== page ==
New Slow-Growth Law Has Much Longer Life Than Anyone Realized

Times Staff Writer

San Diego city lawyers, coming to the defense of Proposition A, are claiming a longer life for the new slow-growth law than even its proponents had asserted.

The initiative, adopted by a wide margin in the November election, was advertised by its boosters as giving the public a controling vote on whether land in the city's 52,000-acre urban reserve could be developed before 1995.

But the city attorney's office, in legal papers filed late Thursday, says neither the city's General Plan--nor the initiative's requirement for a public vote to change the plan as it relates to the urban reserve--necessarily expires in 1995.

Instead, the city says that date appears in the General Plan as a "target" for its planning and development goals, "subject to periodic review and updating."

Both supporters and opponents of Proposition A said Friday that the legal claim--part of a filing that asks the San Diego County Superior Court to dismiss a lawsuit challenging the initiative's legality--marks the first time the city has claimed a life longer than a decade for the growth-management law.

Jay Powell, conservation coordinator for the Sierra Club, said lawyers had told proponents of the initiative during last fall's campaign that both Proposition A and the General Plan would be in effect only until 1995.

But Powell said the initiative's supporters clearly had no objection to its life being extended.

"The purpose of the plan is to provide orderly growth," he said. "Proposition A is a mechanism so that when we want to grow, there's a mechanism to do that."

However, Louis Wolfsheimer, one of the attorneys for the developer challenging the initiative, said the city's assertion raised doubts about whether the public understood what it was voting on when it approved Proposition A by a 56%-44% margin.

"This is the first time the city has admitted that the proposition does not end in 1995, as some of the proponents led the voters to believe," Wolfsheimer said. "Some of the proponents said they would not support it if that were the case."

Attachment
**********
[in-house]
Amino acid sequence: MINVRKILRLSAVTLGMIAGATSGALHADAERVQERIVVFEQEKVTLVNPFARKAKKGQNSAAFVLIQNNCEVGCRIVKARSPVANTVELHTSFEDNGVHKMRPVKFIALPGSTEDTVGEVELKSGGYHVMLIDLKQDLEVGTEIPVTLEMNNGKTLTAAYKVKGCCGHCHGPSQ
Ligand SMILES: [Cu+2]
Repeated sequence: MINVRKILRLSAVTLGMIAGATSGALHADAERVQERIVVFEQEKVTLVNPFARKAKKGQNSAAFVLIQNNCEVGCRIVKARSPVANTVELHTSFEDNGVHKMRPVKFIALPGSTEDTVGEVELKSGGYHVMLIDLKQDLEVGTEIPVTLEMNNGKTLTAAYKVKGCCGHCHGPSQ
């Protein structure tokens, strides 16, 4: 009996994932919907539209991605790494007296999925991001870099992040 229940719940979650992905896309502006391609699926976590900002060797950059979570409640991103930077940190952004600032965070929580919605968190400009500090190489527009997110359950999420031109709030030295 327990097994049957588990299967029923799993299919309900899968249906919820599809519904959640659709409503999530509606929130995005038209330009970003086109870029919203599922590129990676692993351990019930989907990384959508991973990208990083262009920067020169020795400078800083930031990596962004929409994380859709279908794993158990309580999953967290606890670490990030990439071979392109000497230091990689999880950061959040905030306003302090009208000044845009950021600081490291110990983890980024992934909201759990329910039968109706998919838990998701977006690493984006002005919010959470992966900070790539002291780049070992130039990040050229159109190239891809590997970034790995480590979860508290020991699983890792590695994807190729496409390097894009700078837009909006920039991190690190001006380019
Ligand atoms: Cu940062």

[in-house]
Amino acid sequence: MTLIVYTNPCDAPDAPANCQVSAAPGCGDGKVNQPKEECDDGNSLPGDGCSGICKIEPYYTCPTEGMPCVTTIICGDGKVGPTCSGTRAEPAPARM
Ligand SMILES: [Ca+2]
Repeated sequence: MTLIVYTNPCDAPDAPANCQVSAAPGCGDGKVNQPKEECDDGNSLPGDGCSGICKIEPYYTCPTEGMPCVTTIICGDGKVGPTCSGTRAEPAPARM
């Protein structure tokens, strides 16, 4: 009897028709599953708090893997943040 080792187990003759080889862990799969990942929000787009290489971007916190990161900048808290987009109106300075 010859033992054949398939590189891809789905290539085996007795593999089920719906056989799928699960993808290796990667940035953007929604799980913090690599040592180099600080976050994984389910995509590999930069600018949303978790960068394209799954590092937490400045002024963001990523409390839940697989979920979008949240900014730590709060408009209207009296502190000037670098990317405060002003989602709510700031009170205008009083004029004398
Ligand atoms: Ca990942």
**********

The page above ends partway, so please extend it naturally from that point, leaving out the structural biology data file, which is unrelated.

Wolfsheimer's client, University Development Inc., contends that the initiative is unconstitutional whatever its life span.

The lawsuit filed in March by the company, a for-profit arm of Campus Crusade for Christ, says Proposition A illegally strips it of the City Council's prior OK to develop a Christian university and an industrial park on land it owns in the urban reserve west of Rancho Bernardo.

The council approved a General Plan amendment allowing the 1,750-acre La Jolla Valley project in September, 1984. But Proposition A requires a public vote approving such amendments for development in the reserve after Aug. 1, 1984.

University Development says the initiative has deprived it of $70 million of the property's $130 million value. The company's suit asks the court to either void the ballot measure or order the city to pay $70 million in damages.

But the city, in its newly-filed legal arguments, contends that California law does not guarantee landowners protection from land-use regulations that prevent them from garnering the highest possible return from their property.

Moreover, the city says, University Development is premature in challenging the initiative. A developer should not be able to test the law, the city argues, until voters have rejected its proposal.

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